PORTLAND, Maine — MaineTransNet has hosted an annual Trans Day of Remembrance vigil in Monument Square for 10 years for those who have been victims of anti-transgender violence. But this year is different.
As the nationally recognized observance — slated for Wednesday — approached, the LGBTQ rights organization announced last week that it didn’t have the resources to host an event.
“We’ve seen a more than two-thirds decline in attendance … coupled with a decline in volunteer sign-ups to help plan and put on the event,” directors Ambureen Rana and Winona Christnot-Peters said in a statement.
To Portland’s LGBTQ community, the statement registered as a call for help. The management of Blackstones, a local LGBTQ bar, quickly bumped its scheduled trivia night to host an observance in its West End location.
The scenario could be a canary in the coal mine for MaineTransNet, which is in a precarious position. The group reports more stability and donor support than ever and is meeting its goal of expanding support networks into rural Maine. But at the same time, it is seeing its membership getting priced out of Maine’s largest city.
“Just five years ago, our programming included just three support groups in Portland and Bangor total,” Executive Director Quinn Gormley said. “Now, we have more than 30 support groups monthly that stretch from Kittery to Presque Isle, and Farmington to Machias.”
This year, the organization launched support groups in Aroostook, Franklin and Washington counties.
Gormley said that less participation could be a sign of greater mainstream acceptance of the trans community in urban settings. But greater socio-economic hardship make the visibility gains difficult to sustain there.
“Stagnating wages in the service industry, high rents and lost housing stock puts substantial financial strain on our community,” Gormley said. “Many of our membership and leadership have been priced out of the city. Many who remain are too busy making ends meet to have time to sign up to volunteer.”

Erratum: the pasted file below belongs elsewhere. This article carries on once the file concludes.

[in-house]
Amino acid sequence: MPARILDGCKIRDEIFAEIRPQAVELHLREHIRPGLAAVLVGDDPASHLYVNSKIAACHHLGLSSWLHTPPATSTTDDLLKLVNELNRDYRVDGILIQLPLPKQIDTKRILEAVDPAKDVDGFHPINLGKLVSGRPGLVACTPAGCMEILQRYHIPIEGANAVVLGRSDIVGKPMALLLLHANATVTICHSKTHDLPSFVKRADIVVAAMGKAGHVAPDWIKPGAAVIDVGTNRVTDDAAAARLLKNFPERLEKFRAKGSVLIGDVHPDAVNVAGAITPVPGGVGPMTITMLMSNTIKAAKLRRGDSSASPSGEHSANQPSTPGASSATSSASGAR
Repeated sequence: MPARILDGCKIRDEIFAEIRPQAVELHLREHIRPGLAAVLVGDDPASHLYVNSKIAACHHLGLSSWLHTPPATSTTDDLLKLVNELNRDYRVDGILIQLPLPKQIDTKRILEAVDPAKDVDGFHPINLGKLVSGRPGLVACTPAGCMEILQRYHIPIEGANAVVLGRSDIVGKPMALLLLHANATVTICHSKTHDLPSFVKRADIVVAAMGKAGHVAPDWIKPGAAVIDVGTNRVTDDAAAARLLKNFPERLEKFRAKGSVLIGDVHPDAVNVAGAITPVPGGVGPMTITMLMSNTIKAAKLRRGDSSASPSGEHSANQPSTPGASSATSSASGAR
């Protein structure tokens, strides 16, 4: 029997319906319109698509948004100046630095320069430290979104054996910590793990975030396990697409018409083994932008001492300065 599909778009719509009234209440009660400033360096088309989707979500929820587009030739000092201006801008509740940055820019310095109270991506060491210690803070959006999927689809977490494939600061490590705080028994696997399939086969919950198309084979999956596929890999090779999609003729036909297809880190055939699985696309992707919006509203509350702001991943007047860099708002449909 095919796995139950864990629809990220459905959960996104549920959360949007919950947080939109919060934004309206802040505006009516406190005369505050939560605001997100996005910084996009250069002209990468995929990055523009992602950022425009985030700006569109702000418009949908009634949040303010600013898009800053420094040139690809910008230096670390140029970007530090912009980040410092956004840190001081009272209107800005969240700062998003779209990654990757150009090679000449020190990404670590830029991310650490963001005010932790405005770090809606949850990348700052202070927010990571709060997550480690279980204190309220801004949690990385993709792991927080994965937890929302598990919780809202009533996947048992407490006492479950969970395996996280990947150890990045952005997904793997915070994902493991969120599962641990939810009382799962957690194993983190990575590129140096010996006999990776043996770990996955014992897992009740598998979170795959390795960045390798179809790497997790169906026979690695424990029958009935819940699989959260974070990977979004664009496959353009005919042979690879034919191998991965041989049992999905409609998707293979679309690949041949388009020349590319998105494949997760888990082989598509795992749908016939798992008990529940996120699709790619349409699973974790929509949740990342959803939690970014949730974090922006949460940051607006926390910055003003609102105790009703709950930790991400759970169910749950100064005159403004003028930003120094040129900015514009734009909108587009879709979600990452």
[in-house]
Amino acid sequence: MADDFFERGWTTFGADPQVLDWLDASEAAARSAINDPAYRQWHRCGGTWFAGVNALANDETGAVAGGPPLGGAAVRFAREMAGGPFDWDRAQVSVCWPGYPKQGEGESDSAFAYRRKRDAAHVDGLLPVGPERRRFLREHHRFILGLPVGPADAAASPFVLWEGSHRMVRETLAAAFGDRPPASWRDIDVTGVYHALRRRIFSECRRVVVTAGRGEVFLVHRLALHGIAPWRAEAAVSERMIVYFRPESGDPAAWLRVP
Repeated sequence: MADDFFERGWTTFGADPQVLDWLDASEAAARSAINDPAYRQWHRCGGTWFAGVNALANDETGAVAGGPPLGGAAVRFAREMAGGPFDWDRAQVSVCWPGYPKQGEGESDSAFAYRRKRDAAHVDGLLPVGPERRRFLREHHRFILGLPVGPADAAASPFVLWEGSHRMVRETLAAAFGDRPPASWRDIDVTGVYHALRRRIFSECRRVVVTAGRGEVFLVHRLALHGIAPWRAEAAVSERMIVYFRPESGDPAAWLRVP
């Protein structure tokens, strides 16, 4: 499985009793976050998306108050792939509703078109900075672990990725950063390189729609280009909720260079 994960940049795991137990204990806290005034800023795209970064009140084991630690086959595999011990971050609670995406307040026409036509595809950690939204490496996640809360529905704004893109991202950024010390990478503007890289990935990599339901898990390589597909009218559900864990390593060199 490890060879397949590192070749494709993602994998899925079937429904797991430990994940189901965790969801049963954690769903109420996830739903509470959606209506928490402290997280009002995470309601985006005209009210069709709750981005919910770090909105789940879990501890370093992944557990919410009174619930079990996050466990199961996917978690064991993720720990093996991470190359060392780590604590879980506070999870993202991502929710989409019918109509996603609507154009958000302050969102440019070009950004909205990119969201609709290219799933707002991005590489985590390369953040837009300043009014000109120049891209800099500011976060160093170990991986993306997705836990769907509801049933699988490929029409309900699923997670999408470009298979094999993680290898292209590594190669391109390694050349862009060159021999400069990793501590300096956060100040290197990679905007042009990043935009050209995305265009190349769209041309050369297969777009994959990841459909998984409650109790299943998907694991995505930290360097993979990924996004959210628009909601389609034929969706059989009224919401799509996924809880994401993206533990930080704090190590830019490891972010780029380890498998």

Gormley said that she continues to see elevated rates of anti-transgender violence, systemic discrimination and transphobia, making the need for a Day of Remembrance a necessity.
Among Maine-based respondents to a recent survey, 36 percent of transgender or gender nonconforming people reported experiencing homelessness at some point in their lives, and 25 percent said they are living in poverty. The survey was conducted in 2015 by the National Center for Transgender Equality.
The Human Rights Campaign has tracked at least 22 nationwide transgender or gender nonconforming people who were killed by violent means in 2019.
“Transphobia, sexism, racism and sex worker stigma combine in a way that leaves, in the U.S., primarily black and indigenous transgender women at risk for violence,” Gormley said.
Portland’s vigil has typically taken place in Monument Square, though occasionally it has been held on the steps of City Hall. Currie said that Wednesday’s event at Blackstones, scheduled for 7 p.m., is an observance, but shouldn’t be considered a substitute for a public vigil, which he hopes will return.
“The trans community doesn’t feel very supported by city officials,” said Carl Currie, manager of Blackstones, who approached MaineTransNet about collaboration more than a month ago.
“The event is not for trans people only, it’s to show solidarity for the entire community,” Currie said.
MaineTransNet is a nonprofit advocacy organization formed in 2005 to support Maine’s transgender community and its allies.
Gormley said the group will still host a community dinner and remembrance ceremony in Bangor, and is offering support to groups holding observances in Augusta, Ellsworth, Lewiston and Waterville. The group hopes to establish programs in Maine’s 16 counties by the end of 2020.
Transgender Day of Remembrance is an annual observance that honors the memory of transgender people, or people whose gender identity does not match the sex they were assigned at birth, who have been victims of anti-transgender violence. It was first observed in 1999 by activist Gwendolyn Ann Smith.